UK buyers are overwhelmingly in favour of reforming rather than scrapping or keeping the EU procurement directives when Brexit is enacted, a survey has revealed.
Some 58% of respondents said they would prefer to see procurement directives reformed rather than abolished altogether when canvassed by the consultancy SPS.
More than a quarter of respondents wanted the directives to continue unchanged, while 15% said they would prefer to see them scrapped.
Study author Ken Cole, director of projects and practice at SPS, said the directives governed how about £100bn of public money was spent.
“For some they are a liberalising influence that enforce good practice while for others they are an expensive overhead that adds delay and cost,” said Cole.
The directives were introduced in the 1970s and have been heavily modified since then to ensure that EU member countries’ procurement policies were not protectionist.
A total of 134 buyers across Great Britain were surveyed. About 75% were from local government while the remainder were from central government, housing associations or NHS trusts.
London was slightly more in favour of maintaining the procurement directives than the rest of the country, with 38% saying they should be kept as they are.
The main reasons given to continue to apply the directives were that they enforce good practice, open our markets to competition, are working, are an essential aspect of single market trade and ensure the procurement profession is taken seriously.
The principal reasons for scrapping compliance were that the regulations add cost without delivering value and they delay the procurement process.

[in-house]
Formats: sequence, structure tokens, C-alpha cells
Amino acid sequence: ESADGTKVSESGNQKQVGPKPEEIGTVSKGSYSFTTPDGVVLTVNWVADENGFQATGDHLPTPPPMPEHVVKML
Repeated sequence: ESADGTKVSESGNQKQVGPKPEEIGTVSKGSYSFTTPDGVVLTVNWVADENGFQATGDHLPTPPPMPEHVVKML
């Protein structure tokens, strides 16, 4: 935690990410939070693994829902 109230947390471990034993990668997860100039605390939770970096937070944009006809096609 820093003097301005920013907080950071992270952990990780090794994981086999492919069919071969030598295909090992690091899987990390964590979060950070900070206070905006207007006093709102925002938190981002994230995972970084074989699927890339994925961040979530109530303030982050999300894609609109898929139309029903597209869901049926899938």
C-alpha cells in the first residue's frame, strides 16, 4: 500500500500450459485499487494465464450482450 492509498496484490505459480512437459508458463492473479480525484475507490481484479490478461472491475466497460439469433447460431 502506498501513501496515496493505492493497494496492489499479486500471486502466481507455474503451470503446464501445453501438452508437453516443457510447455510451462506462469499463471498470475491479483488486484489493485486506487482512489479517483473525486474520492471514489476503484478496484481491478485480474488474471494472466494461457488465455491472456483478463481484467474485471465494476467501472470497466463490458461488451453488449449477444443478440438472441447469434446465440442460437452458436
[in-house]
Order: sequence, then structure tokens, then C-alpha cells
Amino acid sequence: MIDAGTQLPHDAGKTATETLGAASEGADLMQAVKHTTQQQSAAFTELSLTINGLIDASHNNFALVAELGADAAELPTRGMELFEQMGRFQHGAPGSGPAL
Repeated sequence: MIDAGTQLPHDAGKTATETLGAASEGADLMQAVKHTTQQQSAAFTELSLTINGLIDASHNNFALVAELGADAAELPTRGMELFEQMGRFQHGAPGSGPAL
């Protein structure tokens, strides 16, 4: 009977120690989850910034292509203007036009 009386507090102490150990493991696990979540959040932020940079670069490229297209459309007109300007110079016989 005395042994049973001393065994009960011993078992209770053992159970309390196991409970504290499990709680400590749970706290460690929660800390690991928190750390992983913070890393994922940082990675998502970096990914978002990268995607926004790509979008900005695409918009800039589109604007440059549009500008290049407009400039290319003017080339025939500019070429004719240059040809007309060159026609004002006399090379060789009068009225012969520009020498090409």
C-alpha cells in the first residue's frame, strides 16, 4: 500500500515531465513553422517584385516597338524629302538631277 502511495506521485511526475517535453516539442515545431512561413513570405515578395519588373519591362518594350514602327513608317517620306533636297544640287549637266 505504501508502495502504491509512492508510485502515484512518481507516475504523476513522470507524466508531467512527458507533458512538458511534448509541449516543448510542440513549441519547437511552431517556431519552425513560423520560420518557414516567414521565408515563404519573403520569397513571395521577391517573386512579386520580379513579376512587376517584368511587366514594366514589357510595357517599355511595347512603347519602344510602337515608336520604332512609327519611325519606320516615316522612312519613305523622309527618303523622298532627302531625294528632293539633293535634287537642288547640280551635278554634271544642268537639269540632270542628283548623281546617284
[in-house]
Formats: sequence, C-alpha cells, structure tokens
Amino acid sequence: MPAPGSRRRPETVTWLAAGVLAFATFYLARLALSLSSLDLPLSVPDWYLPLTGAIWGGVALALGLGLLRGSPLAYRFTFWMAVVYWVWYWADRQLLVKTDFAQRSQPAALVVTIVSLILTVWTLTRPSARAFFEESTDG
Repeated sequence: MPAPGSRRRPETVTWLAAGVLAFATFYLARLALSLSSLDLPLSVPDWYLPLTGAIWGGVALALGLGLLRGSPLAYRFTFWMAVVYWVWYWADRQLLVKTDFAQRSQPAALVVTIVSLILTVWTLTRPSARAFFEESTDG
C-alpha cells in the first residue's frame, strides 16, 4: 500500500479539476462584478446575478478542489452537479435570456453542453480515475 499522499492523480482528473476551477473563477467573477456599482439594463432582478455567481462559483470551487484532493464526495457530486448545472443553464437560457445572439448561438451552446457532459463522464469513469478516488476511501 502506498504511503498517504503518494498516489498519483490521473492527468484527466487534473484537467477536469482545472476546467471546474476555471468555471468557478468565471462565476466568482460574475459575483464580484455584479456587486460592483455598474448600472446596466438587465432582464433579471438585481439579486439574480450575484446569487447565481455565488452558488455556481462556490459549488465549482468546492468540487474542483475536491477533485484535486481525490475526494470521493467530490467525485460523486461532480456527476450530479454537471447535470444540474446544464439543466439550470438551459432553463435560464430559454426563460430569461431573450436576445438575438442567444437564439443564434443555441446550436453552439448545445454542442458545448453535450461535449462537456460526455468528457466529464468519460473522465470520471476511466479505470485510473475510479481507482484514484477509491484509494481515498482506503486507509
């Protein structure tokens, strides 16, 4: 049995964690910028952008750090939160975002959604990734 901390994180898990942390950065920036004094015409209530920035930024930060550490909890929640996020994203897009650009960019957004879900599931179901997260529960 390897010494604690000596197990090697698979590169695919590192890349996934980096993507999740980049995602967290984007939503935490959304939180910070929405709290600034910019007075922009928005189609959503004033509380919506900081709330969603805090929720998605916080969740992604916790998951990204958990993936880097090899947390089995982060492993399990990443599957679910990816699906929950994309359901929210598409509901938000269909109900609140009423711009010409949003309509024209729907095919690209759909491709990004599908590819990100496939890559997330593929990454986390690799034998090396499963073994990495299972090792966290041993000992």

Some respondents also cited that leaving the EU means freeing ourselves from its laws and that the directives are unwieldy and impossible to reform.
The main areas of reform favoured by respondents included forcing companies that made spurious or failed contract award challenges to compensate the public bodies they had challenged.
Changing the thresholds covered by the directives, narrowing the criteria used for issuing a challenge, including social value as a formal evaluation criteria and shortening timescales were some of the other major reforms sought by respondents.
Cole said the survey indicated that reform of the directives could maintain free trade and healthy competition while giving contracting authorities greater flexibility in deciding the most appropriate and cost effective route to market.
Reform could also restore the balance between buyers and suppliers, while narrowing the scope and opportunities for complaints and legal challenges, and deregulate and simplify processes, procedures and rules.
“The reforms proposed by our respondents make sense in that they are driven by a desire to improve legislation that has its roots in good intentions but which is in danger of becoming outmoded,” added Cole.
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